Moncrieff: 93-105; Treharne: 69-77
by Dennis Abrams
The problem of sound; sounds and silence. Marcel hopes he can stay in Saint-Loup’s rooms, and is pleased beyond belief that Saint-Loup’s Captain has given his permission, pronouncing “Oh! I adore him,” while turning away to hide his tears. Saint-Loup sends all visitors away, wanting Marcel all to himself. Saint-Loup describes his friends as “absolutely uncouth people who can talk of nothing but racing or stable shop,” with the exception of “a major here who’s an admirable man. He’s given us a course in which military history is treated like a demonstration, like a problem in algebra. Even from the aesthetic point of view, there’s a curious beauty, alternatively inductive and deductive, about it which you couldn’t fail to appreciate.” Marcel studies Saint-Loup’s photograph of Mme de Guermantes, noting the similarities between Saint-Loup and his aunt. “The features of the Duchesse de Guermantes, which were pinned to my vision of Combray, the nose like a falcon’s beak, the piercing eyes, seemed to have served also as a pattern for the cutting out — in another copy analogous and slender, with too delicate a skin — of Robert’s face, which might almost be superimposed upon his aunt’s.” The hill seen from Saint-Loup’s window. On the second night, Marcel stays at the hotel, but “As it happened…I had no time to be sad, for I was not alone for a moment…The fact of the matter was that there remained of the old palace a surplus refinement of structure and decoration, out of place in a modern hotel which, released from any practical assignment, had in its long spell of leisure acquired a sort of life: passages winding about in all directions, which one was continually crossing in their aimless wanderings, lobbies as long as corridors and as ornate as drawing-rooms, which had the air rather of dwelling there themselves then of forming part of the dwelling, which could not be induced to enter and settle down in any of the rooms but roamed about outside mine and came up at once to offer me their company — neighbours of a sort, idle but never noisy, menial ghosts of the past who had been granted the privilege of staying quietly by the doors of the rooms which were let to visitors, and who whenever I came across them greeted me with a silent deference.”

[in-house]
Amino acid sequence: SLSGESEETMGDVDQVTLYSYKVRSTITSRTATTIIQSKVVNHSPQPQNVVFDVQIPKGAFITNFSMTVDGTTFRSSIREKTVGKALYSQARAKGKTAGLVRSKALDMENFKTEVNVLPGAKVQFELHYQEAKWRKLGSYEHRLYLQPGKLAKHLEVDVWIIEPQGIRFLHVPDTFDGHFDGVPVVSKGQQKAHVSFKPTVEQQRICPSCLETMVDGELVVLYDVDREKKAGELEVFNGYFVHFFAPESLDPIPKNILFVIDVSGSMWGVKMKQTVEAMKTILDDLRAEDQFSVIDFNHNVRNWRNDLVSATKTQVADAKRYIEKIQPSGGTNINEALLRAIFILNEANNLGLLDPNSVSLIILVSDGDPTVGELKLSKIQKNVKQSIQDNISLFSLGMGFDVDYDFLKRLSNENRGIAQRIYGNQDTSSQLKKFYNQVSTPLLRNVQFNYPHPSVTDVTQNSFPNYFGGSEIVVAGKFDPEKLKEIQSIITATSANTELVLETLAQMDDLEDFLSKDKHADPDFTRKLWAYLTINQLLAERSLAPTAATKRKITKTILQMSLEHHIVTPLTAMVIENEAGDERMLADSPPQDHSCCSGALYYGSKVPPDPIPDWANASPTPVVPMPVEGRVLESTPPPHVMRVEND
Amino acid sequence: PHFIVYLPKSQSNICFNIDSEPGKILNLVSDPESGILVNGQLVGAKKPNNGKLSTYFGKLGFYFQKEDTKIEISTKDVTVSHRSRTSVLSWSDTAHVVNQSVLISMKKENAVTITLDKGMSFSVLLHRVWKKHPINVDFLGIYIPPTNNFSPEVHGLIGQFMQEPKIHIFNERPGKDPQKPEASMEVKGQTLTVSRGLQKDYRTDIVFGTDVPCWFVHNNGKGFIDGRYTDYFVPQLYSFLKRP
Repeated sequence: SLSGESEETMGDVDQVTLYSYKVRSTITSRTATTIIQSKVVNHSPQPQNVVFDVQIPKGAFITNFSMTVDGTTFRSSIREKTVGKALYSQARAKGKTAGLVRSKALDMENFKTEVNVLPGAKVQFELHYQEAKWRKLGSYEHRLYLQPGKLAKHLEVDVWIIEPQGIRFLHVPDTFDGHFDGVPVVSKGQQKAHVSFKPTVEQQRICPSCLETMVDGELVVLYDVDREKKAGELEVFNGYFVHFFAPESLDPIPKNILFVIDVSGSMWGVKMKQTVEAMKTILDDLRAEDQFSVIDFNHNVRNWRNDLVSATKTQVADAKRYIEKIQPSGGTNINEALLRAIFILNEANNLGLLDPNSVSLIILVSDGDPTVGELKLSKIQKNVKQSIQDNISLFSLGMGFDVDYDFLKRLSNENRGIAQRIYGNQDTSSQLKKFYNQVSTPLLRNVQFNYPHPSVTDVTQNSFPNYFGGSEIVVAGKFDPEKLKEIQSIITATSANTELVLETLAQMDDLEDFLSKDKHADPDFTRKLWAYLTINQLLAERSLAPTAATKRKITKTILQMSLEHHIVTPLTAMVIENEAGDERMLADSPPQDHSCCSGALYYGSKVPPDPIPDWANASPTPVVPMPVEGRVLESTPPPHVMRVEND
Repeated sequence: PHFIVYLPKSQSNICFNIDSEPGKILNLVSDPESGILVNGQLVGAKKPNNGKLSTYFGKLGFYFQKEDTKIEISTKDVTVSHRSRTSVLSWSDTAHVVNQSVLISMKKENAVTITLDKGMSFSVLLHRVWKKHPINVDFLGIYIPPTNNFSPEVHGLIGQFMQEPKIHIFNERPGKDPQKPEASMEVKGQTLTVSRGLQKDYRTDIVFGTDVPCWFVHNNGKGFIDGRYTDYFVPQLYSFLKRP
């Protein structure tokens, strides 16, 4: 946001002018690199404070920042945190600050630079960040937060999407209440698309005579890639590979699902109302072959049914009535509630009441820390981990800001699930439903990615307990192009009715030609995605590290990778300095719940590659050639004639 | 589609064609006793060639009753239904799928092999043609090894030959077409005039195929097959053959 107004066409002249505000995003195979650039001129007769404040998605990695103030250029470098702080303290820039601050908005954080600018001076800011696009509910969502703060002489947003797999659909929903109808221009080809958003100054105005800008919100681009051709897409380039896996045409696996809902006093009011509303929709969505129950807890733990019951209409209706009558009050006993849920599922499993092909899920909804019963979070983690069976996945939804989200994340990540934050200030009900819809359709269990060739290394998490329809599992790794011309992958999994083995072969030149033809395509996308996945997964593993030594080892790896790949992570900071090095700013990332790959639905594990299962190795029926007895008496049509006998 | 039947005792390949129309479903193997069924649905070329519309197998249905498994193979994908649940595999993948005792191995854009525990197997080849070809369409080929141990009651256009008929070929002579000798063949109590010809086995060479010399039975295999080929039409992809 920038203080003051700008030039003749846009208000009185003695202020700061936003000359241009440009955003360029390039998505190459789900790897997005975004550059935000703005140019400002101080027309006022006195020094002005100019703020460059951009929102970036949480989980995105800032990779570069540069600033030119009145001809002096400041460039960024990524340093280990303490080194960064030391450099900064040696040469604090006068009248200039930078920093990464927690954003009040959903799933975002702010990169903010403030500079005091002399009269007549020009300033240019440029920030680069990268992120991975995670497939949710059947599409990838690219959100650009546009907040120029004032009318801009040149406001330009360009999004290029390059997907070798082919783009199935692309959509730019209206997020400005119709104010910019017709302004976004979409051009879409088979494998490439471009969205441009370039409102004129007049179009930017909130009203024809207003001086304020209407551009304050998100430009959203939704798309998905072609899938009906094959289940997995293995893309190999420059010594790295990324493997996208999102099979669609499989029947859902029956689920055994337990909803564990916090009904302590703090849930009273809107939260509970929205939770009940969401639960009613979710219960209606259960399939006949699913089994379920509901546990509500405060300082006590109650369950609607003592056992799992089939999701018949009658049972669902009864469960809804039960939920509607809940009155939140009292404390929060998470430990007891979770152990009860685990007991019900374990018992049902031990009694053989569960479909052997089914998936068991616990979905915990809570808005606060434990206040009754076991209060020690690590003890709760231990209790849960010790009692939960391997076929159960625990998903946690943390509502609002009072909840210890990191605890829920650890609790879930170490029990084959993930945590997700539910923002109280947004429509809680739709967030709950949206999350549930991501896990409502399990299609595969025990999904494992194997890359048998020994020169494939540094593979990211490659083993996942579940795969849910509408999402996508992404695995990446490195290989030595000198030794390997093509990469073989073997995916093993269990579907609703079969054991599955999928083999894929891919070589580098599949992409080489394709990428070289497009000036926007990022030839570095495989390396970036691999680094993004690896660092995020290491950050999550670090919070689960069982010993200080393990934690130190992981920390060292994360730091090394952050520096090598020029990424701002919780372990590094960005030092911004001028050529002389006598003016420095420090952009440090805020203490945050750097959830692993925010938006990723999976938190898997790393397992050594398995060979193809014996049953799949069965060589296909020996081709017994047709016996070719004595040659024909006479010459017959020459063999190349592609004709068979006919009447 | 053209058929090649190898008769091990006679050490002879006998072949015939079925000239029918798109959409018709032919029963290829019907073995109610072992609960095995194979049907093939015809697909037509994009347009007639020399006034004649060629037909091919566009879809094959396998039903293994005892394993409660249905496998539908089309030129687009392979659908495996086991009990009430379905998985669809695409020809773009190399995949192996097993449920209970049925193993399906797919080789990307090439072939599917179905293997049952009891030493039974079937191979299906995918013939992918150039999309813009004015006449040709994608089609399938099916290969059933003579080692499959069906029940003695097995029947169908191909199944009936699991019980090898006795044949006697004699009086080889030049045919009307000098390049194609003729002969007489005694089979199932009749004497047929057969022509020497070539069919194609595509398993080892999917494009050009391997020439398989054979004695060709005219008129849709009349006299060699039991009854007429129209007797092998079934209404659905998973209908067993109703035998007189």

I want to stay at that hotel.
And, I’d like to go back a bit, and give you a little more from Seth Wolitz’s The Proustian Community: his description and analysis of Marcel’s evening at the theatre, and the audience hierarchy. I think what he has to say is spot-on, and well worth reading.
“We come now to the last rank of guests, the mortals, the bourgeois, who are seated in the orchestra. In this social group are the extremely wealthy, the nouveaux riches of finance and industry, and several rich snobs: ‘A certain number of orchestra stalls had been offered for sale at the box office and bought, out of snobbishness or curiosity, by such as wished to study the appearance of people whom they might not have another opportunity of seeing at close quarters. And it was indeed a fragment of their social life ordinarily kept secret, that one could examine here in public.